Epigenetics and Proteomics Studies of Drought Tolerance in Hall’s Grass

Shohana Huq, Tennessee State University


Plants are susceptible to different environmental factors (abiotic and biotic) which limit their growth and reproduction. To adapt the condition, they employ various sophisticated ways to adverse environmental situations without distressing their survival of proper growth, reproductive success and overall development. Abiotic environmental factors can distract the total proteome composition of a plant. To understand this, a complex network of regulating gene expression at molecular level (transcriptional and post-transcriptional) is required, including epigenetic framework. PRMT1 belongs to the family of methyltransferases (Arginine specific) which leads to the formation of an epigenetic transcriptional memory. ChIP-Seq was done using the Next-Gen sequencing platform. Both HiSeq and MiSeq yielded more than 44 million raw reads per samples. This represents about 93% of the mapping ratio for the genome of Hall’s grass (Panicum hallii, panhal2). This information was tracked using a browser that provided all identified peaks. Roughly 1300 to 34746 peaks were observed in the annotated gene regions. Some regions were enriched above the background. Fourteen common and 91 upregulated broad and narrow peaks were identified from the ChIP which sequenced the control and drought treated samples. After epigenetic modifications in Panicum hallii, some locations of the genome were enriched with high protein fold enrichment values. This confirmed that the presense of DNA-protein binding site occurred through methylase enzymes. Mass Spectrometry Analysis from leaf nuclear proteomic study identified 4480 proteins from Panicum hallii after drought stress. Among the identified proteomes, 2983 were proteins of 2 or more peptides and 96 (2.14%) proteins were significantly changed proteins found from the quantitative analysis. Several identified nuclear proteins were found to be increased with drought and thought to give protection after stress condition. Proteomic associated molecular studies to drought condition opens some important candidate genes or proteins to be used in understanding drought tolerance mechanism. Identification of 227 sequence specific motifs and Proteomics analysis will facilitate the molecular study of P. hallii. This information produced by ChIP-seq is expected to produce a framework for association illustrating the transcriptional control of gene expression in Panicum hallii. Data are available at NCBI SRA database under the accession PRJNA553526.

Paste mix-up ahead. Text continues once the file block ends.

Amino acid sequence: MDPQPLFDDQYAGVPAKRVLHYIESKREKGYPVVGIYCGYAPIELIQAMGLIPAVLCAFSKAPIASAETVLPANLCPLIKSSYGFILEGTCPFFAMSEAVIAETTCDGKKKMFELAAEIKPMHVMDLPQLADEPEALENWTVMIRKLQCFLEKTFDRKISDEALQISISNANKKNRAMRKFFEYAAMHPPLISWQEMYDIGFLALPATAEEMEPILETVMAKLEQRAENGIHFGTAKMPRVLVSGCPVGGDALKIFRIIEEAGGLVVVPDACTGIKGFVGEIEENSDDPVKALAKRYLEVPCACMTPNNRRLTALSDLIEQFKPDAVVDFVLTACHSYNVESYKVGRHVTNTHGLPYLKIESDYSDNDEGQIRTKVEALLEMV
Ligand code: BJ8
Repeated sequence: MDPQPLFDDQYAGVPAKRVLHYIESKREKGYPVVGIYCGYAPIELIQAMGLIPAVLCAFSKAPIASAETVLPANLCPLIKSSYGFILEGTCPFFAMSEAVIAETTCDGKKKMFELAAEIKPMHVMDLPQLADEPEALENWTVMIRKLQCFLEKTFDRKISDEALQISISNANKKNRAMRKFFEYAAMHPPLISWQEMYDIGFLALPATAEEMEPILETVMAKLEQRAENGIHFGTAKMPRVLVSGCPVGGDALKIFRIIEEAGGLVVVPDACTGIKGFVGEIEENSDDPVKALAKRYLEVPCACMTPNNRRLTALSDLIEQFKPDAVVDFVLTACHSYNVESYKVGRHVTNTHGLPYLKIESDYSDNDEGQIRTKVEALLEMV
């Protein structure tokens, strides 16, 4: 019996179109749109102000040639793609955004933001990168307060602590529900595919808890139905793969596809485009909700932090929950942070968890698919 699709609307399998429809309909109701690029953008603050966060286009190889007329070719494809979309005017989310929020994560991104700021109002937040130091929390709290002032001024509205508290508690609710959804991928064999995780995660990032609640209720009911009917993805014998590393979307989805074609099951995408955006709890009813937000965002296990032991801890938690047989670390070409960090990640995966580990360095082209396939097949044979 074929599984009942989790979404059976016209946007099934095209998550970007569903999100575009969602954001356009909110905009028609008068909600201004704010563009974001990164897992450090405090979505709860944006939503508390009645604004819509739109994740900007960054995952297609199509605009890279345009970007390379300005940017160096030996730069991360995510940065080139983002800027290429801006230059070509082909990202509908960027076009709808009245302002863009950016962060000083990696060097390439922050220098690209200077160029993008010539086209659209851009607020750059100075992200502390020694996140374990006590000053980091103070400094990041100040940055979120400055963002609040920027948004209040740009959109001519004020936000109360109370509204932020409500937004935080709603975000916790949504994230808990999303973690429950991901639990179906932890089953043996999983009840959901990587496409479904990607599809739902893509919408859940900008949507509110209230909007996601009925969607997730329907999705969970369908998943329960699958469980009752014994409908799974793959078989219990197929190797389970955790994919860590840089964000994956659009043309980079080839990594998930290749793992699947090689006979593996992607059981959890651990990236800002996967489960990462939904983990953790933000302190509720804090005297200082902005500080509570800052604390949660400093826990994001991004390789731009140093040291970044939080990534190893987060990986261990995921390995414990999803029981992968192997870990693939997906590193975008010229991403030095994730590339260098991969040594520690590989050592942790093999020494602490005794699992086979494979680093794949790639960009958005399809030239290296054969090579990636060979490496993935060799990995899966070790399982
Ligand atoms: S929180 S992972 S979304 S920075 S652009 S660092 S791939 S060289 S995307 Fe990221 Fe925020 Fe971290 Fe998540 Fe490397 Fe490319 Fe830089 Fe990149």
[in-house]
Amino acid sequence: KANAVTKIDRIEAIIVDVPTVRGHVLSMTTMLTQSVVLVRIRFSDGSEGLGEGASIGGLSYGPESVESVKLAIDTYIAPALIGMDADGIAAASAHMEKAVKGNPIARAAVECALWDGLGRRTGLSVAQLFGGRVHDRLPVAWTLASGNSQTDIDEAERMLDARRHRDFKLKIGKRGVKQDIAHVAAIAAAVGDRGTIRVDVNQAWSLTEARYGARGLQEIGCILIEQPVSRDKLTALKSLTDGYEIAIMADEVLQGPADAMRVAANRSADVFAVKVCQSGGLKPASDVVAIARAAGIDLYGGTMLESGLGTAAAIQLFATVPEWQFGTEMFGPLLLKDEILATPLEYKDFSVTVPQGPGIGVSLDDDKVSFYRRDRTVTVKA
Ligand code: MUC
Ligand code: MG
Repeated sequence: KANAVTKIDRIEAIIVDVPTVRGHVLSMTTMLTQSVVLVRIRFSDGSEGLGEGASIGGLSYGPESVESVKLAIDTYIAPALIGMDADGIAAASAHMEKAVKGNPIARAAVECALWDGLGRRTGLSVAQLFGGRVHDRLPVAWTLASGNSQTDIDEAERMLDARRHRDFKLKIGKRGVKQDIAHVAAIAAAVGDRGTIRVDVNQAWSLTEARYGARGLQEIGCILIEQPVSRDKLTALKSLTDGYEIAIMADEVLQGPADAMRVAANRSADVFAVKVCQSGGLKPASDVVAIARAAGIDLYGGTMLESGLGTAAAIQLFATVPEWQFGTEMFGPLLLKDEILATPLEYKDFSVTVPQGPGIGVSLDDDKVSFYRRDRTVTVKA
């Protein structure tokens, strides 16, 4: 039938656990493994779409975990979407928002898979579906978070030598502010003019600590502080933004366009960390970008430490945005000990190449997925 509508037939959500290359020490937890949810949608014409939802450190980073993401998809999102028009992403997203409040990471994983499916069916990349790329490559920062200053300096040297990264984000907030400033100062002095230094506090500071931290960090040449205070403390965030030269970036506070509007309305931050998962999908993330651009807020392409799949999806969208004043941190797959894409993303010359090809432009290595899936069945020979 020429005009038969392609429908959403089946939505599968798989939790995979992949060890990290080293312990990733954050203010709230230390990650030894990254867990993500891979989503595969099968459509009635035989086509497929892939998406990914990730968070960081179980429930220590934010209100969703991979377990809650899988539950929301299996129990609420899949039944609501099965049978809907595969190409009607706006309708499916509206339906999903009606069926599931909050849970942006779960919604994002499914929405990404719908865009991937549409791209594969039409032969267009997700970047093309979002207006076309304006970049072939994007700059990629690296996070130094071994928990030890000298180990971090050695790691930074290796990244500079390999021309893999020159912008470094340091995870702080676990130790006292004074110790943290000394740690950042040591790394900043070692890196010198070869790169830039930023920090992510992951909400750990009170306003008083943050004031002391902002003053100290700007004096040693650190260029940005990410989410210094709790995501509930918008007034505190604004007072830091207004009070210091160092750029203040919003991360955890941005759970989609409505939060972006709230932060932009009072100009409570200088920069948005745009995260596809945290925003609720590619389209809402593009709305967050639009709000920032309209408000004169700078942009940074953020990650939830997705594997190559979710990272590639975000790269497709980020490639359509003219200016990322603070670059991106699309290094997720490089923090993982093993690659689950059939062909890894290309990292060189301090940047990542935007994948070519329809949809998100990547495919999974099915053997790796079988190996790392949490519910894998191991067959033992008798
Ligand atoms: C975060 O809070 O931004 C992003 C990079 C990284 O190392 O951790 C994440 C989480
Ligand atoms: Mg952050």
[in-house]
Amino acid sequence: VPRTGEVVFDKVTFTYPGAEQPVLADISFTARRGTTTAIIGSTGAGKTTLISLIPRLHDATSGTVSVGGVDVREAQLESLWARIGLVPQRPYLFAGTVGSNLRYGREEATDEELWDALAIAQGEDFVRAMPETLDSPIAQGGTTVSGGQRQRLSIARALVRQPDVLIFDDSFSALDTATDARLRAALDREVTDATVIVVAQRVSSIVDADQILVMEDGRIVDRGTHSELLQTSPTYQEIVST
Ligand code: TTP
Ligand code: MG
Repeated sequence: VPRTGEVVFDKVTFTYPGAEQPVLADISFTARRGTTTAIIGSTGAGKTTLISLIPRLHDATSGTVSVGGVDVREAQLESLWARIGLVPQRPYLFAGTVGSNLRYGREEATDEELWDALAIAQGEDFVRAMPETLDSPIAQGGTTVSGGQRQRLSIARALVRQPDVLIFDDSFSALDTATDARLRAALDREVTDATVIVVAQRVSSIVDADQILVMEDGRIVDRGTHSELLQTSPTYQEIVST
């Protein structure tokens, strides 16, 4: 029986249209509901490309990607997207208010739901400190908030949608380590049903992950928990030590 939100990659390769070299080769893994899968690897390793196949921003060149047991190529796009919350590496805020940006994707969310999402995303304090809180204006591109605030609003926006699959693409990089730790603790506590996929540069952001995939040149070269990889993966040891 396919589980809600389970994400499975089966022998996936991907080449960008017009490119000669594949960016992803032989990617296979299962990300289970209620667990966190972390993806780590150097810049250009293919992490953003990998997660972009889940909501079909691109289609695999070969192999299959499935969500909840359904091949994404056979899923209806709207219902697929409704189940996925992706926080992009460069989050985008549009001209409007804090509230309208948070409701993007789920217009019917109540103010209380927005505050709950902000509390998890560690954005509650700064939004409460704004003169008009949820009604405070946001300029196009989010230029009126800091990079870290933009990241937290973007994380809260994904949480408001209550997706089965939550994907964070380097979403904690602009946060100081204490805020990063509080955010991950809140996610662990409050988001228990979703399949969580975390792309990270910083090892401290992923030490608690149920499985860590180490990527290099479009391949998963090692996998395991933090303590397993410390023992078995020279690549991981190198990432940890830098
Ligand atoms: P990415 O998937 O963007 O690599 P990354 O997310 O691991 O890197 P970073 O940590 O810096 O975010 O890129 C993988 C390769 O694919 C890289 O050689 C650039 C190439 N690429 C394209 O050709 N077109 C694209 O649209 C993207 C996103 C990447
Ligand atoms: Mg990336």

Subject Area


Recommended Citation

Shohana Huq, "Epigenetics and Proteomics Studies of Drought Tolerance in Hall’s Grass" (2019). ETD Collection for Tennessee State University. Paper AAI27542751.